It might be an understatement to say the UFC has some questionable rankings. You would expect rankings to be questionable as they are subjective; however, in this column, I will point out rankings that I think are glaring mistakes. I will also analyze significant movement in the rankings that I agree with.
Editorial Commentary by Peter Parsons
Sean O’Malley improved his UFC record to 7-1 this past Saturday with a first round TKO over Raulian Paiva. With the victory, O’Malley re-enters the UFC bantamweight rankings.
Sean O’Malley ranked No. 13 at bantamweight
You don’t often hear mention of O’Malley being previously ranked in the UFC. He entered the rankings originally after his KO victory over Eddie Wineland at UFC 250 in June of 2020. The Wineland victory put O’Malley’s UFC record to 4-0. The Contender Series standout was ranked No. 14 going into the Marlon Vera fight where he suffered his first career defeat which resulted in the loss of his ranking.
O’Malley has now won three in a row and seven of eight in the UFC. His previous opponent Raulian Paiva was temporarily ranked after defeating previous No. 14 ranked Kyler Phillps. I wrote in this column that Paiva should not have been ranked because he was only 1-0 in the bantamweight division. I mentioned six fighters who should have been ranked ahead of him including O’Malley who was 6-1 in the UFC at the time.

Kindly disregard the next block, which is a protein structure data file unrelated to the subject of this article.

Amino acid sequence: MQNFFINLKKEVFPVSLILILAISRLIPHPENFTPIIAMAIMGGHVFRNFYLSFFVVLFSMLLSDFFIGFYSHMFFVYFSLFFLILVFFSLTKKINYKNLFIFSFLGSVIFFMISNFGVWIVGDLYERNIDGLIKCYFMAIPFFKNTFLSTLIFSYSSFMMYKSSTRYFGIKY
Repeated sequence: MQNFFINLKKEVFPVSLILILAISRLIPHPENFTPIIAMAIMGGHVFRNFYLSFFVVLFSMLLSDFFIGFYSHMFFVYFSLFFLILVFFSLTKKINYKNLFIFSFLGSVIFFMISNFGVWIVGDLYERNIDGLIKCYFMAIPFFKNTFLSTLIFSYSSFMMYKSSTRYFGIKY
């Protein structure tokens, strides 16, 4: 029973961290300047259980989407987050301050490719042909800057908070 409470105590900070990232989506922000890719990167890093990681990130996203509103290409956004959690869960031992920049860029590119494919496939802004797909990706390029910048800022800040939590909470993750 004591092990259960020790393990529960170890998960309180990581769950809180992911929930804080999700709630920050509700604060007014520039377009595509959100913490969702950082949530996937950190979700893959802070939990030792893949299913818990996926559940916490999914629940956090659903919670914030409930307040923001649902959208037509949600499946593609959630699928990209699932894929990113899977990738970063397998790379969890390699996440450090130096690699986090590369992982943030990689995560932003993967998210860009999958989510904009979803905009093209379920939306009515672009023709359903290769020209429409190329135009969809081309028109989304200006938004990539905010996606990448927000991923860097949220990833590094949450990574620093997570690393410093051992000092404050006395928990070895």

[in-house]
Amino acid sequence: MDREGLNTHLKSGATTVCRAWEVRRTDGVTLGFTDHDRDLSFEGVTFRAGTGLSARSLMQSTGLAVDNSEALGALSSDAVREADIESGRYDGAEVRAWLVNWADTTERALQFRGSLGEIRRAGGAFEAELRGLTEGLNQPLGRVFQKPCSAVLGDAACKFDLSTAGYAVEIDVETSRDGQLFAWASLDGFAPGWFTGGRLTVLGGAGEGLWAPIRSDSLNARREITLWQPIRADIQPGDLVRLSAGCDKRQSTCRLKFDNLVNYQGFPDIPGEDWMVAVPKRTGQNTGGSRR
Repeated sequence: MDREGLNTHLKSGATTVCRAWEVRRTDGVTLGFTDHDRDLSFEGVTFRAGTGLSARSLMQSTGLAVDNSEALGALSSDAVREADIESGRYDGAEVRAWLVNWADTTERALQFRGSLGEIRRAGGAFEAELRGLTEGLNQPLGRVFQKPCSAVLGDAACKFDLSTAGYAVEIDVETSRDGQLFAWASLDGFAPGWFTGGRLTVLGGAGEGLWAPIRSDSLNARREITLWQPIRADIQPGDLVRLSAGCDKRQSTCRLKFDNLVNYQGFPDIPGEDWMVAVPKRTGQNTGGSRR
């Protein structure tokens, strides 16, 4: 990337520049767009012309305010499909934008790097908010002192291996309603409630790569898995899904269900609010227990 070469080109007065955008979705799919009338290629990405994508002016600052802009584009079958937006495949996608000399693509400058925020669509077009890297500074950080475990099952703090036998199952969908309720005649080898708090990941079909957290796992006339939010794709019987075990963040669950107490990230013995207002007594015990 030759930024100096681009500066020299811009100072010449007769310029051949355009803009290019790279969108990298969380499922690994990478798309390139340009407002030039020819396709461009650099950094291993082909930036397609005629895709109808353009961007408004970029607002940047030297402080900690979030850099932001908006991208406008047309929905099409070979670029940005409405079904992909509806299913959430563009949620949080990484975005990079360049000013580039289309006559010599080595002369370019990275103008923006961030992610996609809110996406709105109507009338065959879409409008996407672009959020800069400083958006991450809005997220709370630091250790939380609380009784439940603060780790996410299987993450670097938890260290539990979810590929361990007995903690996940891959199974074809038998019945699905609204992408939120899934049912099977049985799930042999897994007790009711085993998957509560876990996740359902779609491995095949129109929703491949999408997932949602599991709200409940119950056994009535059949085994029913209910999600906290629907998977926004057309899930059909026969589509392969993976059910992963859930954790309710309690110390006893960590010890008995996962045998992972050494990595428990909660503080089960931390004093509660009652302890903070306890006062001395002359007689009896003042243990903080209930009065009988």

Daniel Cormier questioned on the UFC 269 commentary how Paiva could have fell out of the rankings without losing. The answer to that is simple as Song Yadong had defeated Casey Kenney in August, a month after Paiva defeated Phillips. Yadong also had a big knockout victory over Julio Arce in November to cement his ranking.
O’Malley’s No. 13 ranking can come into question because of his popularity. I’ve said in this column before that fighters like Khamzat Chimaev, before his Jingliang fight, should not be ranked based on popularity. If rankings were based on popularity, O’Malley would be a top 3 bantamweight. I feel that O’Malley is very worthy of his No. 13 ranking in the bantamweight division based on his performances inside the octagon. The 27-year-old is still yet to fight a ranked opponent, however, going 7-1 in the stacked UFC 135-pound division is very impressive.
O’Malley is likely to get a ranked fighter next. It will be interesting to see how “Suga” does against the top bantamweights in the world.
Tai Tuivasa ranked No. 11 at heavyweight
Tai Tuivasa is another star coming out of the UFC 269 show. The 28-year-old Australian also re-entered the UFC rankings with a KO victory this past Saturday night. “Bam Bam” defeated the previous No. 11 ranked Augusto Sakai by second round KO.
Tuivasa started his UFC career going 3-0 which included a victory over Andrei Arlovski at UFC 225 in June of 2018. Tuivasa was ranked No. 11 going into a main event fight against Junior Dos Santos in December of 2018. The former champ Dos Santos handed Tuivasa his first career defeat. Tuivasa went on to lose three in a row, including his last loss against Serghei Spivac at UFC 243 In October of 2019. The Spivac loss put Tuivasa out of the rankings.